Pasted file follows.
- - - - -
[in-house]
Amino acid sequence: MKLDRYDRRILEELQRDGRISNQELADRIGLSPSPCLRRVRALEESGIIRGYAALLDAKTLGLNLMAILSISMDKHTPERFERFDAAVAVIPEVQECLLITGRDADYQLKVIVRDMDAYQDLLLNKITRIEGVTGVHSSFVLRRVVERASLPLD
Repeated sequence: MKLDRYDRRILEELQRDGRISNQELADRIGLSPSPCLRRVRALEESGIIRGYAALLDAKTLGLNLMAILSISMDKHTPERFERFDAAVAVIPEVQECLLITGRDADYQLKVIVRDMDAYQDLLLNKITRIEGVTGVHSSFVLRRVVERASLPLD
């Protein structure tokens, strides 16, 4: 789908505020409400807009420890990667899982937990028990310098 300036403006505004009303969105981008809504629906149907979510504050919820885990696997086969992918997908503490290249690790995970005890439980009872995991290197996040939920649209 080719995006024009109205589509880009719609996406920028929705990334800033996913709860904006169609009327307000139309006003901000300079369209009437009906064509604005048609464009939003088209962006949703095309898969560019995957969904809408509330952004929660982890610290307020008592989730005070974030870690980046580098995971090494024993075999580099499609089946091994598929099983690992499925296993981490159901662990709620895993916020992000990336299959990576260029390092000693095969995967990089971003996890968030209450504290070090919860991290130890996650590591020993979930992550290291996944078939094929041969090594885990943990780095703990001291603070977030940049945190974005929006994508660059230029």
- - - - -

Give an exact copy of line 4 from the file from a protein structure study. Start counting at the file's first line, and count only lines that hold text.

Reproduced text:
């Protein structure tokens, strides 16, 4: 789908505020409400807009420890990667899982937990028990310098 300036403006505004009303969105981008809504629906149907979510504050919820885990696997086969992918997908503490290249690790995970005890439980009872995991290197996040939920649209 080719995006024009109205589509880009719609996406920028929705990334800033996913709860904006169609009327307000139309006003901000300079369209009437009906064509604005048609464009939003088209962006949703095309898969560019995957969904809408509330952004929660982890610290307020008592989730005070974030870690980046580098995971090494024993075999580099499609089946091994598929099983690992499925296993981490159901662990709620895993916020992000990336299959990576260029390092000693095969995967990089971003996890968030209450504290070090919860991290130890996650590591020993979930992550290291996944078939094929041969090594885990943990780095703990001291603070977030940049945190974005929006994508660059230029």